Putting Off Making An Important Decision
If you’ve been putting off making an important decision the culprit is death anxiety. While death anxiety has its root in the threat of the obliteration of our biological organisms we humans experience death anxiety in its symbolic forms too, where it’s not anything technically ‘alive’ on the chopping block but the same existential dread comes flooding in nonetheless. The possible demise of a relationship, a job, a group, an idea – all of these prospects produce death anxiety because they all threaten to make that which exists no longer exist, to make something turn into nothing.
Putting off making an important decision is a strategy meant to combat painful death anxiety. By not dealing with the matter it’s sort of like you’re granting the whole situation a stay of execution. You’re leaving all the various possible courses of action available to you for at least a little bit longer.
The secret hope is usually that things will sort themselves out on their own. The rationalization behind the felt inability to make a decision is usually to chalk it up to fate, to God, to some higher plan. “If it’s meant to be it’s meant to be.” With the transfer of existential responsibility to some higher external source death anxiety is further diminished.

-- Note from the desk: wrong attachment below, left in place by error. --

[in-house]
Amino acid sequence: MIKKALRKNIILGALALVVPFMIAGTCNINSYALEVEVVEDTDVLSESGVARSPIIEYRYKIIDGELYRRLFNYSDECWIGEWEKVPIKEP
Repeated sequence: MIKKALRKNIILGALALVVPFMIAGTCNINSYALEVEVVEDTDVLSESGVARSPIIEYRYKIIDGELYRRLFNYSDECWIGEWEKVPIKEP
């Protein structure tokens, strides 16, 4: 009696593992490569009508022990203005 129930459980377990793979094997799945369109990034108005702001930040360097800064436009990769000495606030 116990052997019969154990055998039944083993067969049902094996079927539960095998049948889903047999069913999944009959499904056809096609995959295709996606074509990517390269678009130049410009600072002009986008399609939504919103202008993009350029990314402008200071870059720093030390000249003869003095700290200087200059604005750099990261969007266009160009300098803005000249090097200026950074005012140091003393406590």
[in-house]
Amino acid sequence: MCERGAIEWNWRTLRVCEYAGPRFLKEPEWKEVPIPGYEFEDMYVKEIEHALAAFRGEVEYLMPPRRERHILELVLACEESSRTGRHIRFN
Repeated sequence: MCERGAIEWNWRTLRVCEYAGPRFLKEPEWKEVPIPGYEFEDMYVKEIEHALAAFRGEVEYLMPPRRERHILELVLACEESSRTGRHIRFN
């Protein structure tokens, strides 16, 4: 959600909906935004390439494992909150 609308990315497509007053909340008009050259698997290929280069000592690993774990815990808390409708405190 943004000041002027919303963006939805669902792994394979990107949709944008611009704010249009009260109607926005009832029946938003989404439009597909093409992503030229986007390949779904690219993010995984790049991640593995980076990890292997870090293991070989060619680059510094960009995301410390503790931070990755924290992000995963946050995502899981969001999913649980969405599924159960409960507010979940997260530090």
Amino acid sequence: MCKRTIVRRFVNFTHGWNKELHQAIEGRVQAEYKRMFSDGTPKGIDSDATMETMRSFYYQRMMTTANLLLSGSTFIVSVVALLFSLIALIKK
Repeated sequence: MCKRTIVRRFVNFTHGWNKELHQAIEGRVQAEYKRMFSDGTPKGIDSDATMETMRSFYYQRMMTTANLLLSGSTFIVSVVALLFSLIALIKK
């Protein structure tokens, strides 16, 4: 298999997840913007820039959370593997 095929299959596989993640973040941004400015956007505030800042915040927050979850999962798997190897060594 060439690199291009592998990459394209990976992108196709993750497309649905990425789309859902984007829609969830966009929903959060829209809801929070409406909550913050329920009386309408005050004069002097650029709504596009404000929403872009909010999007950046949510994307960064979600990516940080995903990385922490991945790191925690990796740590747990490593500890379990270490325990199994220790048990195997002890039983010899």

The consequence of this life strategy is to start to exist in a sort of holding pattern, to cease to be the active mover and shaker of your own destiny, to cease to be the one who makes things happen for yourself and instead wait for things to happen for you or to you. Putting off making a decision and transferring the responsibility for it to some higher external source might temporarily reduce panful death anxiety but it demotes you from being the captain of your own ship to being a passive passenger on that ship.
The irony to fully grasp here is that putting off making an important decision is meant to reduce death anxiety yet it’s precisely making an important decision and moving forward with a plan that obliterates death anxiety since anxiety occurs before the fact, not after it. What most people find is that once they’ve made a decision and start moving forward with it all that doubt, all that hesitation, all that anxiety disappears. They might later yearn for what could have been but they no longer experience any death anxiety since those other possible courses of action no longer exist as potentialities and it’s only that which exists and is threatened by the prospect of non-existence that can produce death anxiety.